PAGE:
Electric Motors

Motors (Brushed and Brushless)

How do electric motors work?

Before deciding which electrical motors you need, we should spend a moment to cover how they work.

  • The purpose of most motors is to convert electrical energy (AC or DC) into kinetic energy (movement). This is accomplished by using the unique relationship between electricity and magnetism; often referred to as electromagnetism.
  • All of the motors we will be discussing are DC or Direct Current. AC or Alternating current is what comes out of the outlet in your home. DC current is what comes out of a battery.
  • There are 2 kinds of DC motors used in robot sports: Brushed and Brushless

How a DC motor turns: We won’t dive into the detailed physics here but the diagram below provides a simple picture of how a basic brushed DC electric motor uses direct current to create temporary magnetic fields. By turning these fields on and off very quickly, the motor is able to pull/rotate the inner shaft in one direction.

The above graphics illustrate a simple, two-pole, brushed, DC motor.

Quick Tip: You can reverse the direction of rotation of a brushed DC motor simply by reversing the positive and negative wire connections from the power supply to the motor + / – terminals. Some brushed DC motor speed controllers actually can do this for you. This is how they allow you to quickly reverse one or more wheels to go backwards or turn left/right.

Analysis: Drive Motor RPM’s vs Wheel Speed

Once you start experimenting with different types of motors, you may ask yourself, “How fast am I going with a 100 rpm vs a 1,000 rpm motor?” (RPM stands for “rotations per minute”) Speed is, of course, an important piece to consider when designing your bot.

Other than the overall size of your robot (1 lb vs 250 lbs!), there are a lot of factors that contribute to how fast your robot can actually travel in a competition. Below is a sample list of common things to keep in mind:

Things in your control

  • Motor Type (Brushed vs Brushless)
  • Motor power (this is a combination of voltage and amps)
  • Motor gears or belts (helps transfer power from the motor to the wheels)
  • Wheel diameter
  • Wheel traction (How well does it grip the floor?)
  • Battery type (voltage, LiPo/MiMh, amp output)

Things you can’t control

  • Material used for the arena floor
  • Driving skill and impact from other bots
  • Other things you never thought of! (Trust me, this is a big and very real category; even for the pro’s.)

Example: The below graph gives you an example of how your motor RPM speed selection will impact your robot speed in the arena. To keep things simple, the gear ratio is 1:1 and the wheel diameter is 60 mm (2.4 inches). Only the motor RPM rating is changing.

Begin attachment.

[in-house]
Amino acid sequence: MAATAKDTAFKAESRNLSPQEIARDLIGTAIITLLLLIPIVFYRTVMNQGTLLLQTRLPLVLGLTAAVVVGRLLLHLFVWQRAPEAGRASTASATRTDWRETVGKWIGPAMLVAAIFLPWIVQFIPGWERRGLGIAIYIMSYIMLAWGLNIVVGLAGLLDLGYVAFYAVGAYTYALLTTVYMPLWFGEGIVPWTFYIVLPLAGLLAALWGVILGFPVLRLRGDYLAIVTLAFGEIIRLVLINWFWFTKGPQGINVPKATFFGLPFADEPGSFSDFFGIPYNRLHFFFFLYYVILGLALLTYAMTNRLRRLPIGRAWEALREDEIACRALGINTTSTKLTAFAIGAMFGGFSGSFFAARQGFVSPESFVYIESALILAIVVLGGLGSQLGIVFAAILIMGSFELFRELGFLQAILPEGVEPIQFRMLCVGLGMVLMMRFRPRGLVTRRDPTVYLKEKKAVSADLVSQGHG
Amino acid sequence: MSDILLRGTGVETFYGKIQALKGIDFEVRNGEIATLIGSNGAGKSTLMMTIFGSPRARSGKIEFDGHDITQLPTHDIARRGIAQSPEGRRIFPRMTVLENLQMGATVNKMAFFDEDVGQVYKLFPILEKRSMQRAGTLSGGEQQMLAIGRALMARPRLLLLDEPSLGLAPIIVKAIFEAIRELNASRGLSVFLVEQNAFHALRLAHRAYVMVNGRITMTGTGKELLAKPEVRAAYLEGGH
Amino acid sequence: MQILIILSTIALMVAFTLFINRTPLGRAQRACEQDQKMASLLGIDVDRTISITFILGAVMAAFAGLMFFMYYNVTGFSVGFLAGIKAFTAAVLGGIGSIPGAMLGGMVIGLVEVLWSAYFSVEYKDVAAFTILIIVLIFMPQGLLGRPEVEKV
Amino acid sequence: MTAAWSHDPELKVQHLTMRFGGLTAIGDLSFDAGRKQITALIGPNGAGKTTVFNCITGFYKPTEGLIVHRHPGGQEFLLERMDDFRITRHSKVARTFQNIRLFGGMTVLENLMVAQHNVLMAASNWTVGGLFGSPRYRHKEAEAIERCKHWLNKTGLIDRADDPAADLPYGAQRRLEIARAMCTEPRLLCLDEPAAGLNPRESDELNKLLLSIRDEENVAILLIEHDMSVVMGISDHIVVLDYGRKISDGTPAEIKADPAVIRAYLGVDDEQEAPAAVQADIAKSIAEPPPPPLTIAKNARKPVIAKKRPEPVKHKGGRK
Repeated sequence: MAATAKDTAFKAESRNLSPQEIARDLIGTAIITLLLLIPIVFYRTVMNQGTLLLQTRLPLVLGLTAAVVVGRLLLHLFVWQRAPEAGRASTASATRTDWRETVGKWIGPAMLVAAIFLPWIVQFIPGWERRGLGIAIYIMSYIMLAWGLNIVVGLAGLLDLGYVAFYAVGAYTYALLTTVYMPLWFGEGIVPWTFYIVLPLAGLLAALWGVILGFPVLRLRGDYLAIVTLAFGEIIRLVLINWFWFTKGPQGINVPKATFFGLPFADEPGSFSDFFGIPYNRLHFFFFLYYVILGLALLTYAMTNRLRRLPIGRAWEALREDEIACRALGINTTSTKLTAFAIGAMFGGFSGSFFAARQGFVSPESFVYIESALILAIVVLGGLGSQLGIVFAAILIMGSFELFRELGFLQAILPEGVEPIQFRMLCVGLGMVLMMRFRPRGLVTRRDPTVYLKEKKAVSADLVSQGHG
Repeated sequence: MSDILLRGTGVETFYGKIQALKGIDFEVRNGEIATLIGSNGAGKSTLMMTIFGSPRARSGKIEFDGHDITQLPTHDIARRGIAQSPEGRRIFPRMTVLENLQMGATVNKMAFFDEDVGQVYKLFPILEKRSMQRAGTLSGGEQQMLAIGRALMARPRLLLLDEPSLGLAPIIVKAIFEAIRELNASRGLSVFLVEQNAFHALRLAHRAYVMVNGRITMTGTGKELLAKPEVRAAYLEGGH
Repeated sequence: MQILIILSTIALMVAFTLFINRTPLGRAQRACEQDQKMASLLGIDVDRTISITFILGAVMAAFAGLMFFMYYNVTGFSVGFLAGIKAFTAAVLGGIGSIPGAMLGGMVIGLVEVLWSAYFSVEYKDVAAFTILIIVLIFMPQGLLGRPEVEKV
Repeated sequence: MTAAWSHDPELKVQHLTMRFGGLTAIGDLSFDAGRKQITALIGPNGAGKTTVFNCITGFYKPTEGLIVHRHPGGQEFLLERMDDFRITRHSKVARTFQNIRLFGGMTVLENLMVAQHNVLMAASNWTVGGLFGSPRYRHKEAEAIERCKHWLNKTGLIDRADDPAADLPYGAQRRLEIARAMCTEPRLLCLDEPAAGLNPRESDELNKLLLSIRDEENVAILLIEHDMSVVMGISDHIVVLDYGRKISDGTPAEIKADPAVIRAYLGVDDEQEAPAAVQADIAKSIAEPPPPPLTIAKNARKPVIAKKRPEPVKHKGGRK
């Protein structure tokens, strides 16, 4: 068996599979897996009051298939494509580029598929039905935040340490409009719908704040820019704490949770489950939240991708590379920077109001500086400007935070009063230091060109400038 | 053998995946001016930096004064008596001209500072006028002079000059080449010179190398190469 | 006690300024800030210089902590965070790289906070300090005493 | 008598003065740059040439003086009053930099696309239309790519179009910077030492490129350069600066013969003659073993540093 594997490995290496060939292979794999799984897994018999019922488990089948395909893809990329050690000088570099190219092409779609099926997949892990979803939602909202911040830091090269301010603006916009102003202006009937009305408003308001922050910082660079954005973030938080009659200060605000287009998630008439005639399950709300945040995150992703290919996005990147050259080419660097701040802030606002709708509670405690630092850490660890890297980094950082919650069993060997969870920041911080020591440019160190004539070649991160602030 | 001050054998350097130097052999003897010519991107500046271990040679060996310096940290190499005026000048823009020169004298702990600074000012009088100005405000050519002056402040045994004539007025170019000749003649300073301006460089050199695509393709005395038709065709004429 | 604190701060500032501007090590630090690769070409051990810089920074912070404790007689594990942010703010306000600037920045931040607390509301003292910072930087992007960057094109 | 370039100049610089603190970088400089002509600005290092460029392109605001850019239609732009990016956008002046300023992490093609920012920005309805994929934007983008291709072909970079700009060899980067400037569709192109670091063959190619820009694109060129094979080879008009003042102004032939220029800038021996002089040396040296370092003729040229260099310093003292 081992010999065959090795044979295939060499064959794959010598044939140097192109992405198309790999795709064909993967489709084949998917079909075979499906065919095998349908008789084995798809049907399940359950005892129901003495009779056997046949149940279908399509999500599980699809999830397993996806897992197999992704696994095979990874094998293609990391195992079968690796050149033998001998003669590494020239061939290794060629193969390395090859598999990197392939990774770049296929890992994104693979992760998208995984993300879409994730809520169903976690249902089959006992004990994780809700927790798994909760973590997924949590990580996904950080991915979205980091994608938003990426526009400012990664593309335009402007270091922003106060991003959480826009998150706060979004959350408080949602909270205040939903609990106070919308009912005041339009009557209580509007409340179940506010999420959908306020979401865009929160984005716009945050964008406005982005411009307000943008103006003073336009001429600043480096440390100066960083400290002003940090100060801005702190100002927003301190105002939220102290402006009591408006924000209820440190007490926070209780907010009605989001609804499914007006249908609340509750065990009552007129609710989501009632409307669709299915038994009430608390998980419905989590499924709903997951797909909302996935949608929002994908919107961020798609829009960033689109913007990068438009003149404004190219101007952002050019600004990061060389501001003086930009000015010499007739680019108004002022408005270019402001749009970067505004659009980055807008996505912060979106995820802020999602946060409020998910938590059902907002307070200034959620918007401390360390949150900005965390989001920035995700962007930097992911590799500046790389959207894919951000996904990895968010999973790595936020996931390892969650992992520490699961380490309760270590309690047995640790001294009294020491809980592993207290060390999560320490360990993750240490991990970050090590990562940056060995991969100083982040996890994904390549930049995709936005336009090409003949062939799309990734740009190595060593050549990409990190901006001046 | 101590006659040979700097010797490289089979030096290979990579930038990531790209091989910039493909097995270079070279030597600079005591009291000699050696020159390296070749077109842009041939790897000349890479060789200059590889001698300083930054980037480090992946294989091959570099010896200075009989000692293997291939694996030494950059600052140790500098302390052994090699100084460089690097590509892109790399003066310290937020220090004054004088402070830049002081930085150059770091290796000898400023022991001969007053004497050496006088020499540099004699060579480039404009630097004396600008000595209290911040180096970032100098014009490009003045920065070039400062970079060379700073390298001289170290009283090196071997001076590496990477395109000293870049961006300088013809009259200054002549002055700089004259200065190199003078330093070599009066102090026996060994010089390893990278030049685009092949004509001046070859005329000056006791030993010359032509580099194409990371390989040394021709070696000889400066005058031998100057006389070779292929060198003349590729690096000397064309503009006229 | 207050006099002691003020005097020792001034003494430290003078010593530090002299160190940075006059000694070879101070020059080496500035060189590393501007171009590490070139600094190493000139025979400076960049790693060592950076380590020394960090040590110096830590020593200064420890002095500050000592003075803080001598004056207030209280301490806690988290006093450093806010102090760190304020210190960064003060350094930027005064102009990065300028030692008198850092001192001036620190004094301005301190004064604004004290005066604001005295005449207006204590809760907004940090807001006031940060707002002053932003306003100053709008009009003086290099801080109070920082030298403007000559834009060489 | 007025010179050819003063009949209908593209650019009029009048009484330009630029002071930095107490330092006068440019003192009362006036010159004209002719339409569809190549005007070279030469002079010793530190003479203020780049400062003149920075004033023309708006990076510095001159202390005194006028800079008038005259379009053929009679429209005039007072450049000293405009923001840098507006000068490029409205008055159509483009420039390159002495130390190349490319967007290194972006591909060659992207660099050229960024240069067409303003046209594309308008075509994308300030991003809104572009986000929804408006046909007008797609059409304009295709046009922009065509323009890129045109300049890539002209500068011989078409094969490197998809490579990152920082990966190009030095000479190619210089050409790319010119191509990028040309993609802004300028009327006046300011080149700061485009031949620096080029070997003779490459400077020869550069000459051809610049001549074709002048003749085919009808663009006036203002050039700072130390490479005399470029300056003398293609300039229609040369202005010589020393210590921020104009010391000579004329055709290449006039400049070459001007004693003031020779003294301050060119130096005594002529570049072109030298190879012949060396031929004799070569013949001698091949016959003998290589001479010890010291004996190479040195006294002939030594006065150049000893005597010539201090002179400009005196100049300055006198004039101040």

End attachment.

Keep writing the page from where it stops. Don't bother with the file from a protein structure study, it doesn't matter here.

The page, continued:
In this example, you can see that at 100 rpm, your bot will take about 7.8 seconds to travel 8 ft. This is very, very slow and will make it very difficult to catch your competition. However, at 1,000 rpm, your bot will take about 0.8 seconds to travel 8 ft. That is an excellent speed for competition.

What rpm motors should I use? As with most aspects of the sport, this will come down to personal preference. Based on the data below and feedback from veteran builders, you should shoot for something that gets your across an 8 ft arena in 1-2 seconds or less. (According to the graph, this would be a range of 400 rpm minimum to 1,000 rpm; or higher.)

Scatter plot graph showing the relationship between motor RPM and the time it takes to travel across a standard, insect combat class (antweight, beetleweight) 8′ x 8′ arena.

Key Lesson: Notice the “curve” of the graph above? This change is known as “exponential – A graph of such a rate would appear not as a straight line, but as a curve that continually becomes steeper or shallower”. In practical terms, this means the amount of actual speed gained (time to travel 8 ft) gets smaller and smaller as your increase your motor rpm.

Helpful Links and Additional Resources

Understanding DC (Direct Current) Motor Characteristics: A good fundamental walk through of how DC motors work and how to properly measure Torque, Speed, and Power.

Brushed or Brushless Motors? – Great article explaining the main differences between brushed and brushless motors.

Brushless Motor Shaft Replacement – Detailed and clear instructional video on how to safely remove the shaft on a brushless motor and replace it with a new one.